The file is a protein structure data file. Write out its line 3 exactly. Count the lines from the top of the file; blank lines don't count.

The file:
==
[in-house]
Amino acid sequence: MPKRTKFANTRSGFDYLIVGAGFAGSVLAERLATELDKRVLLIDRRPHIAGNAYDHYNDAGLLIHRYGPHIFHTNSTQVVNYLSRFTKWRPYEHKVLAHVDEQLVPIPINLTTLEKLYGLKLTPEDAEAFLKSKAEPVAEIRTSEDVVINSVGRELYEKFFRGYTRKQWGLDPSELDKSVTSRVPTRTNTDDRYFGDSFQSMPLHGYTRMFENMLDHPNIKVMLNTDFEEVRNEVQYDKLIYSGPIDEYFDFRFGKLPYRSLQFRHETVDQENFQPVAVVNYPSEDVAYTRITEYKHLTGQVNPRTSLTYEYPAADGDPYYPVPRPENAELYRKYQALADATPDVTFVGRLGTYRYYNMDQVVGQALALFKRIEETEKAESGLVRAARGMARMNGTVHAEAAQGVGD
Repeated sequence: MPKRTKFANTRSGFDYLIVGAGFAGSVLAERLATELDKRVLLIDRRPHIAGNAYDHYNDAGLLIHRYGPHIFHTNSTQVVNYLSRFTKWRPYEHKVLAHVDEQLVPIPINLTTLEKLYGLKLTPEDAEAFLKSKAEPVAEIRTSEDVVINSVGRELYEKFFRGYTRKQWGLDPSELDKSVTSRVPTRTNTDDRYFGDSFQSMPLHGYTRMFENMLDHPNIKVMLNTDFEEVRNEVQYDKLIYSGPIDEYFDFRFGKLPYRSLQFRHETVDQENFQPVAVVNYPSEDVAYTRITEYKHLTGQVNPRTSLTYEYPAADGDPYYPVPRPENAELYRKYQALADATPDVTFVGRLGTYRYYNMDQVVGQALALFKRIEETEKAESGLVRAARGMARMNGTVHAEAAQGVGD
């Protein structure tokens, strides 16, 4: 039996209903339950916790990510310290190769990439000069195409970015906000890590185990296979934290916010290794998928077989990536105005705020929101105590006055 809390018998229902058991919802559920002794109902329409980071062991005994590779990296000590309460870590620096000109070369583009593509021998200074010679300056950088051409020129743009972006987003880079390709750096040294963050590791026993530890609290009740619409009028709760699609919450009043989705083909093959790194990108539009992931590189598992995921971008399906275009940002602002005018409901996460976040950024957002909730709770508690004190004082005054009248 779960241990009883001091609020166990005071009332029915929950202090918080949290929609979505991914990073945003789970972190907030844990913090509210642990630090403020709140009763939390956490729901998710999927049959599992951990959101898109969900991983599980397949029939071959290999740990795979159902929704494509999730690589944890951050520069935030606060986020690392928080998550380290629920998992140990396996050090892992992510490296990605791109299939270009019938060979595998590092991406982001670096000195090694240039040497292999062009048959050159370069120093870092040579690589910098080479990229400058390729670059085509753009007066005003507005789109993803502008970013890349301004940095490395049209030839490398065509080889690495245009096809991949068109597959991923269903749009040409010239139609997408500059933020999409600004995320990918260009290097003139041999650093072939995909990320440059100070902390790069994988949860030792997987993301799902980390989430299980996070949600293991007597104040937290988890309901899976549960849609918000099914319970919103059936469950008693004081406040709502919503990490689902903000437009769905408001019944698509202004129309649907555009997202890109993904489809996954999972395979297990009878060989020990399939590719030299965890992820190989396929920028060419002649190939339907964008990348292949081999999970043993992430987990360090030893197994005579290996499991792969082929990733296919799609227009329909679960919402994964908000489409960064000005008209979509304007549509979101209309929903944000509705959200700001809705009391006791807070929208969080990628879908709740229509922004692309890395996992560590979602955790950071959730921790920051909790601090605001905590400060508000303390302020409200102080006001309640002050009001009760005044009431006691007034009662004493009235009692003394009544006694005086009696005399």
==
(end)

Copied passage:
Repeated sequence: MPKRTKFANTRSGFDYLIVGAGFAGSVLAERLATELDKRVLLIDRRPHIAGNAYDHYNDAGLLIHRYGPHIFHTNSTQVVNYLSRFTKWRPYEHKVLAHVDEQLVPIPINLTTLEKLYGLKLTPEDAEAFLKSKAEPVAEIRTSEDVVINSVGRELYEKFFRGYTRKQWGLDPSELDKSVTSRVPTRTNTDDRYFGDSFQSMPLHGYTRMFENMLDHPNIKVMLNTDFEEVRNEVQYDKLIYSGPIDEYFDFRFGKLPYRSLQFRHETVDQENFQPVAVVNYPSEDVAYTRITEYKHLTGQVNPRTSLTYEYPAADGDPYYPVPRPENAELYRKYQALADATPDVTFVGRLGTYRYYNMDQVVGQALALFKRIEETEKAESGLVRAARGMARMNGTVHAEAAQGVGD